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THOS. J. ADAMS, PROPRIETOR.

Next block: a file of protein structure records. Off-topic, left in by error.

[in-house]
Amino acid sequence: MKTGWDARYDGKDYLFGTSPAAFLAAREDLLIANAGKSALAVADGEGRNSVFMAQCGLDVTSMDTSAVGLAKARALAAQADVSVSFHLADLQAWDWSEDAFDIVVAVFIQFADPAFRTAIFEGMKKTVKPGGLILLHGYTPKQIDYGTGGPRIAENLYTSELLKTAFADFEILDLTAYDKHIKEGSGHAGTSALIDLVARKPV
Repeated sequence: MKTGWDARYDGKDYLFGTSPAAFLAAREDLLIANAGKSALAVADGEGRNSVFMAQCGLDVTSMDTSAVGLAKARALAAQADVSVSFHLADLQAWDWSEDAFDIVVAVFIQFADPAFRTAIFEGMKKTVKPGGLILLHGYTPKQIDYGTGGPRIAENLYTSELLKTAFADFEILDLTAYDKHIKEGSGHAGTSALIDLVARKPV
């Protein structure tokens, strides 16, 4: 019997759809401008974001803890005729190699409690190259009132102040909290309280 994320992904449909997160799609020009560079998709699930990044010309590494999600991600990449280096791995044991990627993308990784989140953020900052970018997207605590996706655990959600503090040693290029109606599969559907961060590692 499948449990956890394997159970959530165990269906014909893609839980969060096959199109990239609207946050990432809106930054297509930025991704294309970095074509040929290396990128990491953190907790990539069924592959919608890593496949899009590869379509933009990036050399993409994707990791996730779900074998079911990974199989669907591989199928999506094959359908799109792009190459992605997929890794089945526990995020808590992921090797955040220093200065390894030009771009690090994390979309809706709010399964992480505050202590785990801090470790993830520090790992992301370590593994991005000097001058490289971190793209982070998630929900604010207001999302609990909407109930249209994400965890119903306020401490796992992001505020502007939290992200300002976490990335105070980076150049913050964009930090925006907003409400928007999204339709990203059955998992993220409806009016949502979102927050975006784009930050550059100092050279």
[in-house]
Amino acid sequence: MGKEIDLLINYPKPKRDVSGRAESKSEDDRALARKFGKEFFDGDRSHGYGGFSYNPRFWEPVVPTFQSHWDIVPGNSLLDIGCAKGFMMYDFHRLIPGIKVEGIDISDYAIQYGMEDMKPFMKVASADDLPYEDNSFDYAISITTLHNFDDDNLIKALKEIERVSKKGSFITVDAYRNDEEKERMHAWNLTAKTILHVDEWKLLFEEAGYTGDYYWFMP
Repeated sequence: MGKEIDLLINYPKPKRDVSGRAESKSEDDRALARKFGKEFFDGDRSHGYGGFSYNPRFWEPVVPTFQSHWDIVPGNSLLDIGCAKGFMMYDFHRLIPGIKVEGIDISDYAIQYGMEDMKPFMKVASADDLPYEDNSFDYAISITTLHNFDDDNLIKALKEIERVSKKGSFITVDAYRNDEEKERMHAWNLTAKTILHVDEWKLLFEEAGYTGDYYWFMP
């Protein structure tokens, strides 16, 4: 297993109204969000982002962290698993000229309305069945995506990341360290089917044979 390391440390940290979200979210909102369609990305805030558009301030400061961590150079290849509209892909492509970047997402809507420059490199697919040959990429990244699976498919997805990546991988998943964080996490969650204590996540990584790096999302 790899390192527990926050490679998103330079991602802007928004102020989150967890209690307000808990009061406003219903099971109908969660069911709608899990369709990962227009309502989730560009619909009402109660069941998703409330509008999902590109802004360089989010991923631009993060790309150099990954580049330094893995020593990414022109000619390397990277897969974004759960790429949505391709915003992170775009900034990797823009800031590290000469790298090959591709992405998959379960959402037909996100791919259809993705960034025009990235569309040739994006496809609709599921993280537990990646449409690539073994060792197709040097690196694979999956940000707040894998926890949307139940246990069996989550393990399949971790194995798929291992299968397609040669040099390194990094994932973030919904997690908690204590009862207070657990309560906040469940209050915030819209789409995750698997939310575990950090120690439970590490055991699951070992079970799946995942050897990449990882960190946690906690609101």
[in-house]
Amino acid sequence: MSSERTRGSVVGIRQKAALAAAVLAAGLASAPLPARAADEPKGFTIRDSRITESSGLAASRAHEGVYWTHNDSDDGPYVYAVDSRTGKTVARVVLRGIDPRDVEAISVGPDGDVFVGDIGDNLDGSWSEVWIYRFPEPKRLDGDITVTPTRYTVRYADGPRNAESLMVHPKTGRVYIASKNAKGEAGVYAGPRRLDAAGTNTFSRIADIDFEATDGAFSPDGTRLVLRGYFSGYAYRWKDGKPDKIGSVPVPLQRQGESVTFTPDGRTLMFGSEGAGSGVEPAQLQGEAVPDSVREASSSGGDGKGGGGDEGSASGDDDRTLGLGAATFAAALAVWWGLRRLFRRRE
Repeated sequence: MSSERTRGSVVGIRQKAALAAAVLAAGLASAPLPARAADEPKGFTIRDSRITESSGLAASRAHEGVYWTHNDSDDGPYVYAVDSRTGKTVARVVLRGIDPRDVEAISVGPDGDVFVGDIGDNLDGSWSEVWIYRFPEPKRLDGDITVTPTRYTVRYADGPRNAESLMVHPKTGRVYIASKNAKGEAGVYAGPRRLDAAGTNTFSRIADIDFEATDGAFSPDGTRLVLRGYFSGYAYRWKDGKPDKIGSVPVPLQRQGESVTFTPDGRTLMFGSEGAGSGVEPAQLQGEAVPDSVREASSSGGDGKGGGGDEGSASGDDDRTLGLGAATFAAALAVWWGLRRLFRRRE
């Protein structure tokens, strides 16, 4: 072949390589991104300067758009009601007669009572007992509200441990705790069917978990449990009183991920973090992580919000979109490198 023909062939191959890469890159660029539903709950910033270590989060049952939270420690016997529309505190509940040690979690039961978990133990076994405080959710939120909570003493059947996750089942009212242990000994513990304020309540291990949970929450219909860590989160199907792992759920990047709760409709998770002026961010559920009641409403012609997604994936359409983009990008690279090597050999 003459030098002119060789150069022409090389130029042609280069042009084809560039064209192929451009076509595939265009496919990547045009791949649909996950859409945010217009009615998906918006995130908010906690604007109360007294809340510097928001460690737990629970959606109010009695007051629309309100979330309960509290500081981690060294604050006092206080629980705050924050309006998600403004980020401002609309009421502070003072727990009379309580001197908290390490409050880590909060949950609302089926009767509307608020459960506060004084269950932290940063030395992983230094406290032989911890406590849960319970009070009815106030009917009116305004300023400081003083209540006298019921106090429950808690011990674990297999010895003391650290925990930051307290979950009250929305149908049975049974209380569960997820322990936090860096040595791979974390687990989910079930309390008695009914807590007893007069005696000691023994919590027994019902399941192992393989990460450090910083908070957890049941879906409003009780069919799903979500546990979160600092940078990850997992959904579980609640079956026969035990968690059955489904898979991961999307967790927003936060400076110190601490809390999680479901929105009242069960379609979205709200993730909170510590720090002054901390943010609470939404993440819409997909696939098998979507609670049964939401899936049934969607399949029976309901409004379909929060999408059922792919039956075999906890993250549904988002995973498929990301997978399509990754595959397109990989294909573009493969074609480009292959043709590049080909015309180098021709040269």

EDGEFIELD, S. C., THURSDAY MARCH 17, 1892. VOL. LVn. NO. IO. TO THE END. In a very humble cot, Ina rather, quiet spot, In the suds and in the soap, Worked a woman full of hope, Working, singing all alone, In a sort of undertone; "With a Savior for a friend. He will keep me to the end.*? It's a song I do not sing, .For I scarce believe a thing Of rtie stories that are told Of i;he miracles of old; Bat I know that her. belief Is the anodyne of grief, And will always be a friend And will keep her to tue end. ? * # .* * Human hopes and human creeds Have their root in human needs; And I would not want to strip Firom that washerwoman's lip Any song that she can sing And hope that songs can bring; For that woman has a friend Who will keep ber to the end. For the ADVERTISER. ROBBER_FRANZ. [Translated from the German of Werner.] The gentlemen made the poacher the subject of their, conversation. Bosnian gave all the details, and when tho artist shook his head and would not believe the travel lers had been in any danger, he exclaimed : "But what other reason could he have in following us so persist - ently? In the mountains, by the waterfalls, in the valleys-every where, he has dogged our foot - steps, and as often as we have changed our route he has suc ceeded in finding us. -But Miss Graham will unmask him; she has promised to do it, and what Miss Graham undertakes she ac complishes. She is an extraordi nary woman, and I regard my self as fortunate in having en trusted to her the education of my - da?gh ter/' He ceased speaking, for. the ex traordinary lady was approaching them hurriedly.. Her face wore a triomphant expression ; she held a newspaper in her hand. "My suspicions were correct," she exclaimed,, placing tho paper on the table. "Read !" . "What is the matter?" asked m fr "Bead!" repeated Miss Graham in a: tone that reminded one of the last trump. Mr. Berden took the gazette and read aloud the paragraph referred to: "Unfortunately the notorious poacher Franz Emminger, called poacher Franz, who eight days ago - escaped from prison at C., has not yet been recaptured. For viola ; tion of the game laws and for dangerouly wounding a forester he had been sentenced to a long imprisonment, and has effected hie escape with as much skill as daring. It is reported that he is larking among the mountains, and he is ?seing searched for on all sides, though, as yet, without suc cess." "Well?" asked Miss Graham, looking down upon the gentlemen with an air of great superiority. "You have a wonderful know ledge of men," said Berden respect fully, and the artist who now be came serious, remarked : "That was certainly dangerous company." Mr. Rosman shud dered now that the danger was passed. "When I think that we have had this man near us day by day ! . What now? We must give in formation." "That is done already," said Miss Graham. "I have given a hint to the hotel keeper, and chance favors us, so that the cap ture of the criminal may be ex pected immediately. An hour ago two gendarmes, sent to pur sue Poacher Franz, arrived here, and the judge of this district, who is on a pleasure trip, happens to be in the hotel. The necessary steps will be taken without delay. Mr. Rosman, go for Adele. She is sketching over there in the woods, bat it is better for her to bo in the boase as we cannot know what may happen. Mr. Berden, follow me to the judge ; we are necessary to identify the poacher." Miss Graham commanded like a general, and found ready obedi ence. The Banker went patiently towards the woods which were within gunshot of the hotel. Mr. Berden would have preferred the mission which had Adele for its object, but he dared not oppose the energetic lady, and followed her; the painter did likewise, feeling an interest in the affair. In a private room of the hotel there was a great council held, Miss Graham and the judge taking leading parts. Miss Graham's tal ent for leadership greatly im pressed the judge, and as she had most.closely observed the poachei and could give the most infc tion concerning him, her ai ance was very valuable. It was agreed to keep the ter quiet for the .present in < not to frighten the other g' and scare off the poacher. Graham had seen , him only hour, ago. sneaking around house in a very suspicious mai and she even knew which diree he had taken, while the judge of the opinion that the crim who no doubt had some sell on foot, was hiding in the ra just beyond tho woods. In deference to the dange character and daring of the poa every precautionary measure tak?n. The military force, two gendarmes, was reinforced two brawny servants of the h armed with scythes and sti The judge, with whom it was j affair of honor to capture j criminal who for eight days defied the authorities, underl to conduct the attack, and Berden and the artist closed squad as a reserve. Some time elapsed, however, fore all these arrangements v completed, and Miss Grah thirsted for deeds. The ? thing to be done was to warn I man who had not yet retun He was doubtless sitting in woods telling his daughter about it; he did not suepoct t the ravine and the poacher w in such immediate proxirn Miss Graham therfore went ali to seek him and Adele. The vicinity of the bit of wo land was lonely, for the sunset 1 attracted the guests to the other s of the mountain, and Miss Grah looked for some time in vain her friends. Finally she disc ered the banker seated on ' a m covered stump, with folded hai and an unmistakable expression despair on his face. "At last I have found ye Where is Adele?",she cried, co Lip.g neaj?w^.u&^^?a unable to answer, he]only groane "OhMiss Graham!" "For God's sake, speak ! WI has happened? An accident?" Bosnian pointed to the eclgc the ravine which could be se through the trees. "There-below-" "Lies Adele?" cried Miss Gi ham horrified. "No-she is sitting down-b he-the poacher, is with her ! have seen it with my own eyes, has-" he stopped; the wor could not pass his lips. "Killed her!" screamed Mi Graham beside herself. "No-kissed her!" For this turn of affairs Mi Graham was entirely unpreparee she lost the power of speech for moment while Mr. Rosman coi tinued : "I cou?d not find Adele ar walked to the edge of the ravine on looking down I saw them si ting near together, and sudden] he knelt at her feet and she raise him up, and then-then the kissed each othorl" "And you did not interfere you did not call 'stop' in a voie of thunder?" "But I could not do that froi here," said the banker in a voi( that had no thunder in it. "Why not? I could have done and will do it, but I must have tl paternal authority at my sidi Come!" "Whither, in Heaven's name ! "To the poacher in the ravine 1 "But he will kill us both!" pei e i steel Rosman "All the same we must delive i the dove from the eagle's talom Come !" Seizing the unfortunate banke by the arm she marched awa with him, He .stumbled after he over the mossy earth, but they di not proceed far, for suddenly th people they sought appeared befor them, Adele, who was coming xv from the sravine, and behind he the poacher, who was supportinj her with great care over tho steep rocky path. "Adele! Unfortunate child!1 cried Miss Graham. The younj lady started, becarao very red : then flew to her father and threv herself on his breast. The poaclie: seemed not all friglened, only sur ? prised, and ho now stepped to wards the father and daughtei with a determined air. j "Back !" screamed Miss Graham ; while like an enraged lioness she . planted herself before her pupi! . and with outstreched arms forbade [ approach. "Nota step farther!' ' j and Rosman, influenced by hoi heroism, repeated in a complain voice : "Not a step farther !" "But papa, Miss Graham, reasonable!" interrupted Ad( "You don't know-" "We know all! You ht kissed each other!" "Well, yes- we were on the w to Papa, because-because we i engaged !" "This blow will kill mc groaned the banker, while M Graham for the first time in 1 life showed signs of fainting. "There he is! Seize him eried the voice of Mr. Berdf while that gentleman remained i visible. The scouting party h unperceived leached tho spc from the bushes gleamed scyth and alpine stocks, aud the fr gendarmes pointed their guns the body of the criminal. "Surrender, Franz!" cried t judge, who was now seen bet we the troeE. "You are surrounde and at the least sign of fl ig you'll be fired upon. Surrender "For God's sake, stop! Frai they want your life !" cried Adc terrified, and she ran and fea lessly placed herself beside li threatened lover. "No, this is going too far ! Tl little comedy must not end m powder and lead," exclaim! poacher Franz in the purest Ge man. -'Away with your gum And you, sir, who appear to be tl commander, give mo an explan tion." The judge started ; that was ni the language of a peasant, and;- tl young lady who seemed ready protect him with her body mac the situation more perplexin But no\r the painter pushed asic the bushes and stood in front < the poacher. "Franz are you possessed, thi y ?u allow yourself to be capture for a poacher? It is a mistak judge, - an entire mistake ! I' ^nd^f^my^frientU^whose, nan you ?ll know-it is Franz Rohden ! "Oh !" cried the judge, and "Oh ! said also Rosman, taking a lou breath, while Miss Graham stoo like a pillar of salt. It was th name of of a distinguished artif that the painter had given name known and loved hero in th mountains. Franz Rohden wc in the habit of taking the moun tain folks as models for his pic hires, copies of which hung in a] the mountain hotels. The ger darmes alone had no appreciatio of the situation ; they had com out to capture Poacher Franz an their fury would not abate ; the kept their guns levelled until th judge advanced and told the a] leged criminal he was delighted t form his acquaintance. "But Mr. Rohden, how cou! you mystify us so?" asked th banker reproachfully. " "The ladies and gentleme: were the cause of it," returnei Franz Rohden laughingly. "Yoi engaged me' as gnide when yoi were lost in tin forest." "Because you were dressed as mountaineer and spoke their dia leer." "Well, I am a child o' th mountains and know the languag of my habitat ! Pardon me ! took the position and the mone\ and you see I was pleased for I re raained. Here, Mr. Borden, ar the two marks which you paid me I only took them on condition o restoring them." Mr. Berdeen, who had only corni out from his safe place in tbj bushes when thc mistake had beei announced, took the money wit] a dumfounded expression, whili the judge remarked : "Tho affair might have beei very serious if the gentlemai there had not recognized you ii time. You could not have knowi that Poacher Franz had broker out about the time you joined th? party and was lurking in thii neighborhood." "No, and I did not know I had t very suspicious looking face anc fhe features of a criminal," saic Rohden with an ironical bow to wards Miss Graham. "This hu railiating knowledge has onl} come to me to-day." "Sir," stammered Miss Granare in great embarassmout. Fortu nately the artist carno to hoi . rescue and said : * "Well, you acted in a suspiciouf manner. Why did you alwayi , disappear so soon as they came in sight of a hotel?" "For a very simple reason. Sc i soon as I left my room and ap ' poured at the table the comedv ? would have been at an end ; tb?re ? fore I always fell back. "X came near spoiling my fun at i last moment I disappeared quickly a3 possible when I s? you on the hotet terrace. Yo recognition .would have betray me." ;. "But why did you follow us| persi8tantly?" asked Rosman, b ( stopped, for the glowing cheeks his daughter were his answ< Rohden also blushed slightl while he slowly drew nearer: . "Why? Because I had look too deeply into a pair of blue ey and could not leave! Don't 1 angry, Mr. Rosman ; Adele's an: iety about my safety has betraye us. We were coming to ask yoi blessing when they fell upon me Rosman did not look at a angry. Poacher Franz would hi have been welcome as a son-ii rla\v, but he had not the least ol jebtion to Franz Rohd^u, an bending over his daughter he sait "You bad child ! Have you ii tentionally made us so anxioue Wore you in the plot?" The young girl smilingly shoe her head. "No Papa. I suspected, indee* from the first day, that our guie was other than what he seeme< but I could not bo certain as h played his part so well. In th ravine he threw off his incognit and told me his real name." Rosman looked at Miss Grahai and she looked at him ; they kne1 how thc denoument had bee brought about ; but Miss Grahai looked indignant. 1 It was in th highest degree unbecoming ? tha they had kissed without waitih for the father's sanction. . This sanction followed in du form, and Miss Graham was satis fied. She embraced her nupi whom she had so heriocally de fend"- -jC- - +h? Richer an shoo- Xii artie . :?: ?ongrat ulatic ?-.gun tit .. ? v- .. in<t]j -sallic-.. i. . : i ...,.-.iv ii tentions re t. ... gaged ... . rden no congratulations ; he had with drawn unobserved and ?vas no where to be seen. Before the entrance of the hote stood the host surrounded by al the empolyees of the hotel, wh.il the guests were collected on tb terrace. One of the initiated ha< let the secret out, the news spreat like wild fire, and the wholi company looked with a mixture o awe and delight towards the brav< squad th at had so quickly capiurec Poacher Franz and were nov bringing him in triumph. It wai remarkable that the crimina wasn't bound, but walked arm ir arm with a young lady and die not look at all crushed. "You've got him?" cried th< host, while the guests hurriec forward. The judge nodded, smiling, anc pointing to Rohden. "Yes, w( have him-a distinguished poach er.". (THE END) Curious Facts. Africa has seven hundred lan guages. Consuls were first appointed ir 1485. New" Mexico has a messengei boy named Gallop. November was the ninth month of the year at one time. The man who sowed the first field of potatoes in Scotian died in 1850. Only one couple in 1,500 live to celebrate their diamond wedding, The feeding expenses of the London (England) Zoological Garden are $500 a week. The tusks of an ordinary ele phant weigh about 120 pounds, and are worth $300. George IV. of England left as a part of his estate 300 pocket books. Saturday, Sunday, and Monday are tho lucky days for marriages in England and Scotland. All the correspondence from the Vatican at Rome concerning church matters is carried on in Latin. The dogs in the United States number 20,000,000, and it costs $200,000 per annum to keep them, Potatoes wero introduced into Gormany in 1710, into Russia in 1769, and into Scotland Rome years later. The bee can draw twenty times its own weight, can fly more than four miles an hour, and will seek 1 food at a distance of four miles. Washington died shortly after , ll p. m., Saturday, December 14, 1799, tho last year of the century, the last month of the year, the last day of the weak and within ' tho last hour of tho dav. HEED YE! (Iv.. Licut.-Governor Gary's Speech to thc Farmers of Abbeville, March 5,1892. Mr. Chairman:' It was wholly unexpected on my j part that I would be called on to day for a speech, but as I am always ready to respond when my fellow-citizens call on me I will say -t, few words. When I recall the fact that this is a Farmers' Movement meeting, and that the organization has been in existence several years, the question naturally arises, why are you organized? The answer is from necessity. In this age in dividuality is swallowed up in trusts, syndicates and combina tions, and you had to organize to j cope with them. What could in dividual farmer have done with the jute trust? Yet the Alliance] was able to dictate terms, These, trusts, syndicates and| combinations extend to every de partment of life, and are an incu bus on our rights. They are not Confined to Ihefiriancial'world, but heretofore took charge of the poli tics of the country, and a person who was not in the combine was generally afraid to run for office nhless some political chaperon had taken him nuder his wing. yTwo years ago we determined to | organize against the political syn dicate in our State, and I am happy to say we were victorious. As one of your public servants I will give) a; short account of our steward ship. After a heated campaign wo suc ceeded in electing to the highest office in South Carolina Governor B. ,R. Tillman, and from the time he entered upon the discharge of th?? Hiiities of his gffic? certain so caiied DemocratSjhave waged an ^:y<>n rlu?tj . > ?V - T.'. . . ? 'xi Ktt .ry:. \ iiix?h au-! ?!..;:.! he W not ?ait rd for - . .. ' . t til : :i.-.v '_.~v. v>.?:?X. IlittftBr? do not seem to be the reasons. They try to deceive you by pre tensions that they object to Till man, when their real objection is that they who have held power for so many years in our State, no longer enjoy that pleasure. THE FIGHT IS AGAINST TILLMAN. Fellow Citizens: The fight is not against Governor Tillman as an individual, but because he is the representative of the Reform movement. I want each and every one of you to realize this fact fully, that the fight is against the Re form movement; and every one of its sympathizers should feel that the same fight is against him. They would make the same fight against any other person who was not in their political syndicate. History repeats itself and we find the same fight was made against Patrick Henry and Andrew Jackson when they espoused the cause of the people. They were called demagogues, and other ap probrious names in order to make them odious in the eyes of the peo ple, but to no avail. They attacked their private characters, and noth ing was sacred from their calum nious attacks. A young and handsome noan who was a crack shot with a pis tol was made a catspaw to bring | on a fight with Jackson by insult ing his wife, and lost his life. They said so many harsh things against Jackson that a foolish man inflamed by the words of the poli ticians tried to assassinate him. The people did not lose confidence in Patrick Henry and Andrew Jackson, and when On one occasion Jackson put a judge under arrest and was fined one thousand dollars, the people through their represen tatives refunded him the amount paid with interest. POLITICAL KINGSTERS. We find the political ringsters always hand and glovo with the money . powers and corporations. In virginia Patrick Henry ex posed.the corruption practiced by certain of the members of the Assembly in using the public funds contrary to law and its President was ruined by the ex posure. Andrew Jackson after a great effort succeeded in abolish ?shing the Uuited States banks and its branches although the poli ticians and persons interested in them said the country would be ruined if they were abolished. One of the objections against them was the favoritism displayed to making loans. In our time we see the rich corporations on the side of the political syndicate, and trying to make the government by the j plea representatives a failure, see the conspiracy on the par certain railroads to obstruct collection of taxes, and as tl hold their charters by consent the people, it seems that such 1 islation should be enacted as v prevent a repetition of such a c< sp i racy. We also see an effort made foist fraudulent bonds, on the St by parties knowing them to fraudulent, null ftnd void, who J opposed to the present administ tion. I am proud of Goveri Tillman's utterance when t threat was made to hold him : dividually responsible for refusi to accept them and give possessi or the property. TILLMAN'S ADMINISTRATION. It has been asked what has t present administration acco' plished. It has lowered the tax' gained the Coosaw case by whii the rights of the State were p] tected, maintained thc dignity the State, had made progress 1 ward opening Clemson College, u til the work was checked by pi venting the State from receivii the proceeds of the salo of Ag] cultural Hall, when the attem was mado to pay the bid in frau ulent bonds by our political opp nen ts. We have in progress the estai lishment of an Industrial Collei for our women. We have, as far as possible u der existing laws, equalized tax tion, which can not be thorough accomplished until the laws a perfected. Lynching has almo entirely been stopped. Wo ha^ given equal rights to all and sp cial privileges to none. Governor Tillman,s politic enemies were forced to compl ment him on his correspondent vrU? t?? oM?il??lp f:V,>?.hor &oyerj . ..ill.-;.?, i-: vi?.. Ri ?u.f'-?"'??n} .--.ni by SKis movement vvh?eh carrs< be over-estimated, ir.a that ti chance every man now has to ru for office, whether he has the pe mission of a political boss or no There may be boys who will con to the front, reflect great hon< upon our country, and make illu trious names, who otherwise woul never have been known, and man a pretty bright girl may have rei son to rejoice in this tact. Henci forth merit shall be the only crib rion of success. THE MARCH CONVENTION. Those who have called the Cor vention in March claim to be ver anxious to preserve the unity c the party when their action i compelled to have a contrary effec How can a heated, perhaps bloody campaign, unite the tw factions. I can tell them how t have unity. Let them uphold th standard bearers of the Democ racy, join them in the fight agains the Republicans, cease their conj plaining, and speak of the gooi done by the administration, in stead of always trying to criticis their standard bearers. They wi! eventually find out their mistake as effectually as they found ou that a March Convention is no irregular and undemocratic. Tw years hence if there is not a bitte campaign this year, the faction will come together, and politica matters will adjust themselves without friction. j We would be willing to d< ?political justice to those who ma] have differed with us. We cannot however have a har monious union two years fron now, if a heated campaign thii ' year entails a legacy of bitterness j The friends of the Reform move I ment have shown a greater desire to do political justice than theil ?opponents. We elected Judge Mciver Chief Justice by a unani : mous vote, al?o Judge Norton ami (Judge Fraser, all of whom ar( political opponents, as ip wei] known to the present administra tion. I could mention other acts ol this kind, fn 1882 we had in Abbeville county a campaign as bitter as the campaign two years ago in the State. After thc primary election we all fell in line and elected the nomi: nees of the party; year aftei year those lines were obliterated, and we have time and again seen those, who formerly opposed each other, elected in the same cam paign, and frequently supporting those of the other faction. One reasan Abbeville did not get ae wild as some of the other counties in its opposition to the Reform movement was because the people knew thal in n Bhorl time matters would adjust themselves, as . happened before. There is a striking contras! the way the people stood h] Governor from the ranks of political enemieb, and the wa] which our political enemies st by a Governor of the peo When Governor Hampton elected ali held up his hands J endeavored to make his governm a success, the people even p their taxes when there was no '. compelling them, to an agent of government. On the contrary th are so-called Democrats who h have never lost an opportunity criticize the administration, ? to throw obstacles in the way its success. The Railroad Cc panies have endeavored to erip j the government by refusing to ? taxes,, and the attempt has b< made to pay for State prope with fraudulent bonds THE REFORM MOVEMENT IS STRO] Tho Reform movement stronger than it was in 1890, a its advocates are moro determin to carry out its principles. T people aro not deceived by thi talk of unity, and abuse of Tillm by the opposition. The oppositi are not after preserving.poMtfr. The people are educated political matters; they ha experienced the pleasure of taki part in the government, ai electing their public servants, ai they will not soon surrender the rights to any set of men to act f them. The people have for t first timo -in the history of o government deliberately ms de 1 their minds to exercise the rig to select their officials, and rii rul?is at least for the presei destroyed. - From the time I commenced n public career I enlisted on the sh of the people, against rin?* j~?" i"4t.nd If-'p?seiblci I ar?? stronger v? ? ?rnuiois thai?. ever \?'itli?'U.-,ltnlll ' : H'Ith ?hrv ?i>awd ?.'or Liberi? Upon Sunday morning, Februai 21st, a policeman patrolling h beat in West Street, in this ci was astonished by a strange spe tacle-a grouy of about 200 colore people gathered upon the sidewal in the rain, who announced th? they were going to Liberia. Th? comprised men, women, and chi dren, evidently from the rur regions of the South, clad, son in primitive Sunday garb ,othe in coarse patched plantatic clothing. This assemblage prov? to be a band of emigrants fro: near Muldrow Station, 25 mill northwest of Fort Smith, in tl lands of the Cherokee natioi On the afte-?jpoon of the same da another party of 34 negroes fro: Arkansas arrived in the city, boun forthe same destination. Wit imaginations excited by arich extolling Liberia, which Bishc Turner had written to the negi Methodist papers, and byliteratui which the American Colonizatio Society, with headquarters i Washington, had sent to th Southern negroes, they were read to credit other reports, false an greatly overdraw, upon the sam topic. These imaginative talei magnified by repetition, hav inspired in the negroes of man Southern communities the belie that once arrived at New Yorl they would be transported t Liberia free ; that upon reachin; that couutry each man would ge a bounty of $50, with an allotmen of good land ; and that all emi grants would be provided witl subsistence for the first six monthe Misled by such reports, thesi negroes had been induced to eel their farms, farming tools, am live-stock at the best prices they could get. and with such householc goods as they could well carry along, secure emigrant transporta tion to New York, where the} landed penniless-a charge upoi: the charitable of tba city. Com passionate people took the helplesf waifs in hand; and after much shifting about, they at last found food and shelter at the Stepher Merritt Mission at No 208 Eight! Avenue. Here they were fed and protected until the next Fridaj when, by orders of the Board ol Health, they were dispersed tc diff?rent lodgings about the city Thc onlv m eau s of transporta tion to Liberia is by means of ? small trading and passenger bari which sails from New York tc Monrovia two or three tinieea year It can properly carry only about 40 adult passengers, the list ol which is usually filled to. the fuli of its sailing. The statement of this fact to negroes who have taken the trouble to inquire, however, has produced no evident effect in prevent, ng their flocking to New York, inspired whth the simple faith that if once they reach this city, they will bewared for somehow, and sent on to Africa. This unreasonable exodus; un like that which thirteen years ago precipitated thousands of Southern negroes upon Kansas, does not appear to be brought about by the complaint of unfair usage among employers in the South. It is rather a pleasing delusion spread among a credulous people that Liberia is a "land flowing . with milk and honey," in which ono may live luxuriously with little work. To have seen this destitute yet light-hearted people crowded together in the Merritt Mission, bewildered at the bustle of the great city about them, yet con tented and merry under the protection that charity has afforded, ie to be impressed with the fact of their utter unfitness to be colonists in a new country. With the extreme unhealthiness of Liberia, the time and labor required to clear the soil ' for cultivation, the low rate of vages, and the absence in such emigrants of habits of self-reliance, the lot of those who should go there without a useful trade and money would be indeed deplora ble. - : Various plans have been proposed to provide for those negroes now arrived in the city, one of which is the raising of a fund to send them onward to - Liberia. This course has various objections, not the least of which would be its tendency to induce many others of their race in the South to '-Mrs;.>pt the sam ^jij-raL?o? ,\a.;,.v nmrepared for - :-Ag, v.:;li v--d resul.', [oj the * \ <C-:..<?:??. ? corking, j? lenient to ^ and' its : Inf o?ui ion : - . robita charge ! ! . . T. ; ? tose already arrived, it is probable that a sufficient fund will be raised to send back to the locality from whence they came such as desire to return and efforts made' to secure employment here for those who choose to remain. Prompt action in the direction of checking this migration will benefit, most of all, the hapless people deluded by false reports ; and the best opinion among the most intelligent of their own people inclines ito such a course. To send bac k to their homes all who may arrive without resources for African colonization, with the diffusion of correct information through all the newspapers and church orgaization of this race, will serve best to counteract the influence of unscrupulous agents seeking commissions from rail roads, or desiring to dispossess the negroes from valuable lands. CLARENCE PUDLEX. Love is always a burden bearer. The democrats of the house do not seem to think that there is only one issue before the people. The Imperial University at Tokio, Japan, is probably the largest in the world, having an enrolment of two thousand scholars and a faculty of forty members. It is under governmet control. An English tramp, arrested and brought before the justice of the Petworth police court for the crime of "damaging some cut clover by sleeping on it," was fined by the justice, with the alternative of going to jail for eight days. "The Petition of Right" was a celebrated English statute passed early 1 in the reign of Charl?s I of England for the purpose of restrianing and limiting the acts and prerogatives of the crown, and securing the personal and civil liberties of the. subject. Londoners are very much inter ested in the discovery that the origi nal home of cashmere shawls is not Cashmere, but Germany .Large quantities of German made .shawls are taken to India with imitations of Cashmere marks on them and sent into the into the interior and sold as native products, A recent traveller in Morocco says that for people who dress in white and love to be very neat in their personal appearance the Moroccans are very indifferent to the cleanli ness of their towns. Around the most beautifuly furnished houses are heaps of refuse and the bodies of dead animals. All the care of the care of the people is centred upon the interioro! their houses. They furnish them ag expensively as their means permit, but what, is outside of their walls does not